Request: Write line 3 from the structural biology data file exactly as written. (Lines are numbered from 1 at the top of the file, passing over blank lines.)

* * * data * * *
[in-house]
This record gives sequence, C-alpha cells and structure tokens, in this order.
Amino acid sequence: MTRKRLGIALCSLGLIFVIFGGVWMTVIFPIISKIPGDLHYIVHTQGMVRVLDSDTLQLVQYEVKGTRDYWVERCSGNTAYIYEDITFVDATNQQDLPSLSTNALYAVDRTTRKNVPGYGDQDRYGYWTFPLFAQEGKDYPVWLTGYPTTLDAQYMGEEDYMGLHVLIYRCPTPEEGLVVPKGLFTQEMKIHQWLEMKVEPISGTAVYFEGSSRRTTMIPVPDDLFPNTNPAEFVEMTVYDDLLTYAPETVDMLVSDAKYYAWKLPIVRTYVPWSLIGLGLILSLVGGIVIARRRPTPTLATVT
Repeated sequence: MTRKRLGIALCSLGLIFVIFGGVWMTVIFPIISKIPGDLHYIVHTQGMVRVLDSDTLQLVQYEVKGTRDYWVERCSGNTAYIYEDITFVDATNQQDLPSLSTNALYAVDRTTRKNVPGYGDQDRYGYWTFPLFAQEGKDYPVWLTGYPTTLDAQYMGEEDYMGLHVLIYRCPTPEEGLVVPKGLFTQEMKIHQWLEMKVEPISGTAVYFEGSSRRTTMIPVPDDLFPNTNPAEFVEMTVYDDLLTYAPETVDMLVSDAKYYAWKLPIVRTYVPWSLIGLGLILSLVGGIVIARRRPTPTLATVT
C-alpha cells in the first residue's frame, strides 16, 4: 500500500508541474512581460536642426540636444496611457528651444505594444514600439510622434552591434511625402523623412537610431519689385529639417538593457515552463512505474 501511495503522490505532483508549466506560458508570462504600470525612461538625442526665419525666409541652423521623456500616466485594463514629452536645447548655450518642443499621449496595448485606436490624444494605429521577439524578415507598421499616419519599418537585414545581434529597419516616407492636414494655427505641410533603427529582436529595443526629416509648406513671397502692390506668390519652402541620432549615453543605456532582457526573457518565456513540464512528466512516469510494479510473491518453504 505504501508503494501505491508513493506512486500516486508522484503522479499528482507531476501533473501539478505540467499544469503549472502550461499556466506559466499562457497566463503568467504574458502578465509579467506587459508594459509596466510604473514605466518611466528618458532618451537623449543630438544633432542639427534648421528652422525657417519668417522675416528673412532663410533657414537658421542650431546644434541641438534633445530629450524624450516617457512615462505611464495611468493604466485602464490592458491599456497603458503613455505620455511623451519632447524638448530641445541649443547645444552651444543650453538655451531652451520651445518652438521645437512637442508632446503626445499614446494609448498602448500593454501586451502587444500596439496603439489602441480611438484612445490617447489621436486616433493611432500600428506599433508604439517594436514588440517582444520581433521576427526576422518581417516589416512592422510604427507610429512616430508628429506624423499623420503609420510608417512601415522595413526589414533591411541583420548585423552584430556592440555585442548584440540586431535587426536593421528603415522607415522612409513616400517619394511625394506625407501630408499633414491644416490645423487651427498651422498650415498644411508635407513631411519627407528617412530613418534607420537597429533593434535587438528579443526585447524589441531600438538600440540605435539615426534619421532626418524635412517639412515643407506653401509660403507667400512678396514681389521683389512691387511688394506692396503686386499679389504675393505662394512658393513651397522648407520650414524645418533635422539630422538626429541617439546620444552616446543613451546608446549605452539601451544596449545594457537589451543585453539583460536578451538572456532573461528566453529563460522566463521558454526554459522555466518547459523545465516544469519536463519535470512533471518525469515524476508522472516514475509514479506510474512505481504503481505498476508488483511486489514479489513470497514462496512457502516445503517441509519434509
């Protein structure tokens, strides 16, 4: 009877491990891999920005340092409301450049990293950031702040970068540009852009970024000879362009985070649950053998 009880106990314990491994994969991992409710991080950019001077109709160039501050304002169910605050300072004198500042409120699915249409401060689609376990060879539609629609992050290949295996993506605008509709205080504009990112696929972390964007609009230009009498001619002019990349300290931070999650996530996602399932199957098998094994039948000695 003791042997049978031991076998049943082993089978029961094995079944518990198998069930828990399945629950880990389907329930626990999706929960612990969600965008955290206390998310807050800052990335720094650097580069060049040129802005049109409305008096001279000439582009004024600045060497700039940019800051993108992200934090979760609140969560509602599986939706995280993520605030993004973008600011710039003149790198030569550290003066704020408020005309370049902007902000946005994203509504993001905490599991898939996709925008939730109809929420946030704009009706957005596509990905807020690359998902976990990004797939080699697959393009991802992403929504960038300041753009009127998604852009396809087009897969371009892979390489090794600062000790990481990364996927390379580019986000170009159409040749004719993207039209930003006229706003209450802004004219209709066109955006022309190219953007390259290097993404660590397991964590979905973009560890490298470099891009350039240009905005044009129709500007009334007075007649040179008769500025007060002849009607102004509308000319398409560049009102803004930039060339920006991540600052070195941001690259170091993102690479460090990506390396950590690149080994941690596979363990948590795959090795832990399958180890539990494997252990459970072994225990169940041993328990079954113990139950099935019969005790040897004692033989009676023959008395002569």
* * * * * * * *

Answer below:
Amino acid sequence: MTRKRLGIALCSLGLIFVIFGGVWMTVIFPIISKIPGDLHYIVHTQGMVRVLDSDTLQLVQYEVKGTRDYWVERCSGNTAYIYEDITFVDATNQQDLPSLSTNALYAVDRTTRKNVPGYGDQDRYGYWTFPLFAQEGKDYPVWLTGYPTTLDAQYMGEEDYMGLHVLIYRCPTPEEGLVVPKGLFTQEMKIHQWLEMKVEPISGTAVYFEGSSRRTTMIPVPDDLFPNTNPAEFVEMTVYDDLLTYAPETVDMLVSDAKYYAWKLPIVRTYVPWSLIGLGLILSLVGGIVIARRRPTPTLATVT